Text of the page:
Growing concern: Be reckless with saffron

It is now It’s time to start ordering and purchasing spring flowering plants. However, it’s not time to plant them yet!

I’ll give you the standard list next week, but today, how about some bulbs you planted in the fall that are now blooming in the fall?

Colchicum bulbs are one of the most popular fall flowering plants. They also make me think of the crocus crocus, another gorgeous fall-blooming bulb, and since I haven’t written an article about any of these gorgeous bulbs, I guess I only have myself to blame for their lack of popularity here on the peninsula.

Colchicum is a collection of fall-flowering bulbs that contains approximately 160 different species. They are native to the Mediterranean and western Asia, making them ideally suited to growing and propagating here on the northern Olympic Peninsula (think lavender).

Saffron meadow

Colchicum is commonly referred to as autumn crocus or meadow crocus and basically resembles a giant crocus. What makes this plant fascinating is the fact that the flower’s ovary is underground; Thus, Colchicum produces a long flower stalk.

This plant also produces its leaves in the spring, and the leaves have a very glossy appearance and are a deep dark green color.

Then the foliage dies back in the summer, and when fall arrives, the flower emerges from the ground, without any leaves.

This gives a surreal look to the area, as these huge crocus-like flowers appear to be drifting above the ground.

Colchicum is also very hardy, and soon a patch will form as the bulbs, which are actually monkeys, multiply.

They can be found in a color range from lilac to pink, lilac to pink, and even violet or pure white.

Colchicum can be forced indoors, which means you can make it thrive in a pot indoors, then plant it outside for years of future enjoyment.

So please, go to the various Peninsula nurseries and see if you can purchase some of these unusual, beautiful and interesting fall flowering bulbs.


Saffron is a very ancient and very expensive spice, derived from the crocus plant, commonly known as saffron saffron. This is also a large plant and flower compared to its cousin the spring flowering crocus.

When I say large, I’m talking about a height of 8 to 12 inches and a flower size of 2 to 3 inches. One corm (bulb-type plant) will produce up to four of these large flowers.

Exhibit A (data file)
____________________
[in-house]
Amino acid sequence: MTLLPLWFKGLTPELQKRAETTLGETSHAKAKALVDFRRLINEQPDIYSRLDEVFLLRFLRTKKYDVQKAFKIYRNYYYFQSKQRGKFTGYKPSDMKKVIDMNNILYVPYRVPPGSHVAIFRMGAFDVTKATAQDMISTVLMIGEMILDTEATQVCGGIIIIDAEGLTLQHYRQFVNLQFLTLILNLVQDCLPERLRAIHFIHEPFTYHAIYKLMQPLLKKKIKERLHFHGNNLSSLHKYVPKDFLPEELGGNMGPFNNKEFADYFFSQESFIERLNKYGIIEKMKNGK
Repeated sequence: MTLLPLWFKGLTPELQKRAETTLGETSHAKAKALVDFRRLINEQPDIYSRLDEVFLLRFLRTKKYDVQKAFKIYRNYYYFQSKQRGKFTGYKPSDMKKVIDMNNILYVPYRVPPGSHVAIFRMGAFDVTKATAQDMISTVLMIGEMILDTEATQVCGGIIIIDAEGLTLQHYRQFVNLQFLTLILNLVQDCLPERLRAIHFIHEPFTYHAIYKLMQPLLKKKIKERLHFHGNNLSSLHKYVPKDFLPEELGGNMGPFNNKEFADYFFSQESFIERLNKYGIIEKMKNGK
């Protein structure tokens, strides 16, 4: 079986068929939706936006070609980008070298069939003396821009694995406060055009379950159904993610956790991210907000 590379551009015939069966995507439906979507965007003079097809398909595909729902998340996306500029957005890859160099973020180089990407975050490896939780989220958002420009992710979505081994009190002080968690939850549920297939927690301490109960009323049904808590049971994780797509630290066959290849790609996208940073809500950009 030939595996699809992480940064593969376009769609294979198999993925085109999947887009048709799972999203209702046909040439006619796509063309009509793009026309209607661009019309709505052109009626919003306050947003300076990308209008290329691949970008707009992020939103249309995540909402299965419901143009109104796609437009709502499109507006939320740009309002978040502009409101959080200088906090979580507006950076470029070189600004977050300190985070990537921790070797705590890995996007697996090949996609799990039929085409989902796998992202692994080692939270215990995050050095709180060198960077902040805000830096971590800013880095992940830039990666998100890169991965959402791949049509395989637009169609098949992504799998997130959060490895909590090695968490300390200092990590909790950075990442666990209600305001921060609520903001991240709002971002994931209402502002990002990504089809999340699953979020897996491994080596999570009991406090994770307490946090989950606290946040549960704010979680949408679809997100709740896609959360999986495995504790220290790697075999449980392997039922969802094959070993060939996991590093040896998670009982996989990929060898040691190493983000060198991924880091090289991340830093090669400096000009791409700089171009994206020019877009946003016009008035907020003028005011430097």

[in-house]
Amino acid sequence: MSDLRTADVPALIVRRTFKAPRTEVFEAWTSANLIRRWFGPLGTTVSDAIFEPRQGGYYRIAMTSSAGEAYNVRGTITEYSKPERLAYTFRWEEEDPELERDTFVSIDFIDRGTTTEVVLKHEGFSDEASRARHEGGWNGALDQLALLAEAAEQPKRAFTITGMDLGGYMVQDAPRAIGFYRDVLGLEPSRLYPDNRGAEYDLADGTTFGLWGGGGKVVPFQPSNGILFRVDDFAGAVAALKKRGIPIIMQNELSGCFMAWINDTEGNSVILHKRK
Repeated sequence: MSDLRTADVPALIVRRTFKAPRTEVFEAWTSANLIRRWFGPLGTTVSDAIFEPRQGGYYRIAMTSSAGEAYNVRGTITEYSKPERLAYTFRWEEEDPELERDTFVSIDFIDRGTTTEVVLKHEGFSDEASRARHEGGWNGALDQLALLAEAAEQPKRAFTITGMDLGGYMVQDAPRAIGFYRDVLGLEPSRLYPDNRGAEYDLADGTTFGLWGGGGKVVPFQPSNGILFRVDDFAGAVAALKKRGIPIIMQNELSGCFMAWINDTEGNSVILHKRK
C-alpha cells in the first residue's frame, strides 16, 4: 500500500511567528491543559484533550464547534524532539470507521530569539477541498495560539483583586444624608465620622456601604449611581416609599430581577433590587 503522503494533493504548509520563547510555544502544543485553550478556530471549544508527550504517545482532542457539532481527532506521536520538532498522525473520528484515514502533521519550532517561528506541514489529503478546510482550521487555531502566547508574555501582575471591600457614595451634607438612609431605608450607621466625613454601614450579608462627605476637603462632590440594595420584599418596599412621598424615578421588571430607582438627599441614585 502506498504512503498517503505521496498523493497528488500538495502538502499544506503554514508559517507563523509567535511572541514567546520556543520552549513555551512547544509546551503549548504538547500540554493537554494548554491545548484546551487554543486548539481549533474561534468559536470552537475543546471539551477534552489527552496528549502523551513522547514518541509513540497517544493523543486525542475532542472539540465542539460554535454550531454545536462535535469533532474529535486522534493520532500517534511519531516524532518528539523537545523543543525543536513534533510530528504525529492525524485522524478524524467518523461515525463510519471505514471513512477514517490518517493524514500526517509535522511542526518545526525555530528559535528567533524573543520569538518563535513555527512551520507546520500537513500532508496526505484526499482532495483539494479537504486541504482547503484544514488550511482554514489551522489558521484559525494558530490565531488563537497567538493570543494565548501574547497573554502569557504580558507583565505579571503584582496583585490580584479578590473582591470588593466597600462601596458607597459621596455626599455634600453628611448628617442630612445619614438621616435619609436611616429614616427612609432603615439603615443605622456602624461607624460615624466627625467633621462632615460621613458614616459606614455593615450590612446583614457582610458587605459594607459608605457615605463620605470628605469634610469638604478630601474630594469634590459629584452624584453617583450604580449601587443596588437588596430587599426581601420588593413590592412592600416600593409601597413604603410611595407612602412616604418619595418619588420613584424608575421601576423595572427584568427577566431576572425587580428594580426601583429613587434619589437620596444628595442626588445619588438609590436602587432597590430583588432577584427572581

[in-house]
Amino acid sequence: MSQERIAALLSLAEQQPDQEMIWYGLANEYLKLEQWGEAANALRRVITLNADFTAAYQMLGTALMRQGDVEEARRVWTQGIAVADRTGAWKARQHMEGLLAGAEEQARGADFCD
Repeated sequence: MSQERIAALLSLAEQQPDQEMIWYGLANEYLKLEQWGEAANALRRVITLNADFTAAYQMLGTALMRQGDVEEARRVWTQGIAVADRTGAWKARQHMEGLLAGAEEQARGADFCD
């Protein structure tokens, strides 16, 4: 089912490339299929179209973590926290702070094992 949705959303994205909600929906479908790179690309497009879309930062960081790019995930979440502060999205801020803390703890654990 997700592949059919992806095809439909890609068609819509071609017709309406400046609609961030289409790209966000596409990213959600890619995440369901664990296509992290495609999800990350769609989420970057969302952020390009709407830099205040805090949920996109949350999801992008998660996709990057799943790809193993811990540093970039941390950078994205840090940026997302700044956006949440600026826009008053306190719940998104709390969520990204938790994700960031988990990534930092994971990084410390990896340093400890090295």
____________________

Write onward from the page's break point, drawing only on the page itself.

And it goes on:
It has been cultivated and bred for over 4,000 years and has a history of use as an early dye. In fact, prehistoric cave drawings dating back about 50,000 years, containing saffron-based dyes, have been found in contemporary Iran.

Saffron saffron itself cannot reproduce naturally; It has evolved from heavy use (and overproduction).

Undoubtedly derived from the crocus varieties found in Crete and Greece, Colchicum thrives elsewhere with a climate similar to the Mediterranean (which we have here on the peninsula) – dry summers, rainy or humid winters, and moderate, sandy temperatures. . The soil is well-drained and poor in nutrients.

The plant itself prefers full sunlight and does very poorly in shady conditions.

Spices are expensive

It takes about 150 flowers to produce just one gram of saffron, making it one of the most expensive spices in the world.

Its reputation also drives its sales. It was said that Cleopatra used saffron as an aphrodisiac. It has been used in ancient times as a treatment for about 90 diseases. Saffron was (and still is) used in dyes, perfumes, and body washes.

It was also desirable for use in magical and spiritual rituals. Saffron was believed to heal battle wounds and bring good luck when woven into one’s clothing. Above all, as a food enhancing seasoning.

Saffron crocus can bring acclaim to your garden as a wonderful flowering perennial plant and it seems to make you lucky because of how easy it is to grow due to our ideal conditions.

Saffron crocus varieties, such as Colchicum, are available in a range of pastel colours. It’s a perfect companion plant, so try mixing them together around your flower beds for blooms you’re sure to notice.

Be modern and trendy by stepping back in time to a time long ago with these little-known but admired fall flowering plants.

Be hip and stay well!


Andrew May is a freelance writer and ornamental gardener who dreams of Clallam and Jefferson counties being recognized nationally as “The Flower Peninsula of the USA.” Send him questions via Peninsula Daily News, PO Box 1330, Port Angeles, WA 98362, or email (subject line: Andrew May).

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